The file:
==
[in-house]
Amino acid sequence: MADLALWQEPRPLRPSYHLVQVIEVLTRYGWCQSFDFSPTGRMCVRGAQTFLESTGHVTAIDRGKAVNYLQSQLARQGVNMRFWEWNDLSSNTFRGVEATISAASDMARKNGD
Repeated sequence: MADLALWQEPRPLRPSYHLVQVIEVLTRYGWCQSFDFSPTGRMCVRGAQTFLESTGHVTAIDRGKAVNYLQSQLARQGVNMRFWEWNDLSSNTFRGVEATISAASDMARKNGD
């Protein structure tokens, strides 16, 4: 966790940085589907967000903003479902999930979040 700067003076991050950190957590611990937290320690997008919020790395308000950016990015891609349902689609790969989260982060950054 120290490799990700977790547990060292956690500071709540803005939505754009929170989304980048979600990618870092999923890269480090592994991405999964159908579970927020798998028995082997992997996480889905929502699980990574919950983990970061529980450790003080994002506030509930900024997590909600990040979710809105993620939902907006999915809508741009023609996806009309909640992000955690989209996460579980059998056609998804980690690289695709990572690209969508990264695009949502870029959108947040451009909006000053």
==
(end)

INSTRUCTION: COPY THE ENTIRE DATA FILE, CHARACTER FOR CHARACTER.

[in-house]
Amino acid sequence: MADLALWQEPRPLRPSYHLVQVIEVLTRYGWCQSFDFSPTGRMCVRGAQTFLESTGHVTAIDRGKAVNYLQSQLARQGVNMRFWEWNDLSSNTFRGVEATISAASDMARKNGD
Repeated sequence: MADLALWQEPRPLRPSYHLVQVIEVLTRYGWCQSFDFSPTGRMCVRGAQTFLESTGHVTAIDRGKAVNYLQSQLARQGVNMRFWEWNDLSSNTFRGVEATISAASDMARKNGD
């Protein structure tokens, strides 16, 4: 966790940085589907967000903003479902999930979040 700067003076991050950190957590611990937290320690997008919020790395308000950016990015891609349902689609790969989260982060950054 120290490799990700977790547990060292956690500071709540803005939505754009929170989304980048979600990618870092999923890269480090592994991405999964159908579970927020798998028995082997992997996480889905929502699980990574919950983990970061529980450790003080994002506030509930900024997590909600990040979710809105993620939902907006999915809508741009023609996806009309909640992000955690989209996460579980059998056609998804980690690289695709990572690209969508990264695009949502870029959108947040451009909006000053």